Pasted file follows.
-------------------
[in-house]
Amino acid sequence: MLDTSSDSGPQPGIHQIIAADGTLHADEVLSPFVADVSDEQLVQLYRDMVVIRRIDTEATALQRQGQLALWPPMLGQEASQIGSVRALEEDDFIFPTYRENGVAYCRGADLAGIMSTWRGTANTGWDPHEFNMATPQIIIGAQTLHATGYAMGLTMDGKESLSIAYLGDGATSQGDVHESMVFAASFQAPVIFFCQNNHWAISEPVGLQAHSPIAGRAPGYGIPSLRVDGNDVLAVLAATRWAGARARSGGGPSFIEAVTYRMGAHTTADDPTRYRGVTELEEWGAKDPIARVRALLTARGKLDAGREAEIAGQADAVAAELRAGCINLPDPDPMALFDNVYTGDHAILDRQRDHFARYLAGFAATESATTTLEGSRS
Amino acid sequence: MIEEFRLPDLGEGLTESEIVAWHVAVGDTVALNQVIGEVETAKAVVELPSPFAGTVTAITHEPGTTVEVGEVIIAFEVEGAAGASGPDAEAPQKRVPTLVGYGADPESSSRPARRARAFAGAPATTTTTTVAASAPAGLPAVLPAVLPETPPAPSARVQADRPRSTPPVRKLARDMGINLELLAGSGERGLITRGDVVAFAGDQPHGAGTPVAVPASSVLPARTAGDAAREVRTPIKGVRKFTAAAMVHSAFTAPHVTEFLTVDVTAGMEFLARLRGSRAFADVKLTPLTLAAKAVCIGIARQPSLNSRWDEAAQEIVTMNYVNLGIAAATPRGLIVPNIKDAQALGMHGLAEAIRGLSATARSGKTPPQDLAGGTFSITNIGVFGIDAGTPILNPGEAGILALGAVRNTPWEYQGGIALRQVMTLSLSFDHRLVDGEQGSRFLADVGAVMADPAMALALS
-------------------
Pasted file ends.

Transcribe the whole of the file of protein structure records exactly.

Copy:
[in-house]
Amino acid sequence: MLDTSSDSGPQPGIHQIIAADGTLHADEVLSPFVADVSDEQLVQLYRDMVVIRRIDTEATALQRQGQLALWPPMLGQEASQIGSVRALEEDDFIFPTYRENGVAYCRGADLAGIMSTWRGTANTGWDPHEFNMATPQIIIGAQTLHATGYAMGLTMDGKESLSIAYLGDGATSQGDVHESMVFAASFQAPVIFFCQNNHWAISEPVGLQAHSPIAGRAPGYGIPSLRVDGNDVLAVLAATRWAGARARSGGGPSFIEAVTYRMGAHTTADDPTRYRGVTELEEWGAKDPIARVRALLTARGKLDAGREAEIAGQADAVAAELRAGCINLPDPDPMALFDNVYTGDHAILDRQRDHFARYLAGFAATESATTTLEGSRS
Amino acid sequence: MIEEFRLPDLGEGLTESEIVAWHVAVGDTVALNQVIGEVETAKAVVELPSPFAGTVTAITHEPGTTVEVGEVIIAFEVEGAAGASGPDAEAPQKRVPTLVGYGADPESSSRPARRARAFAGAPATTTTTTVAASAPAGLPAVLPAVLPETPPAPSARVQADRPRSTPPVRKLARDMGINLELLAGSGERGLITRGDVVAFAGDQPHGAGTPVAVPASSVLPARTAGDAAREVRTPIKGVRKFTAAAMVHSAFTAPHVTEFLTVDVTAGMEFLARLRGSRAFADVKLTPLTLAAKAVCIGIARQPSLNSRWDEAAQEIVTMNYVNLGIAAATPRGLIVPNIKDAQALGMHGLAEAIRGLSATARSGKTPPQDLAGGTFSITNIGVFGIDAGTPILNPGEAGILALGAVRNTPWEYQGGIALRQVMTLSLSFDHRLVDGEQGSRFLADVGAVMADPAMALALS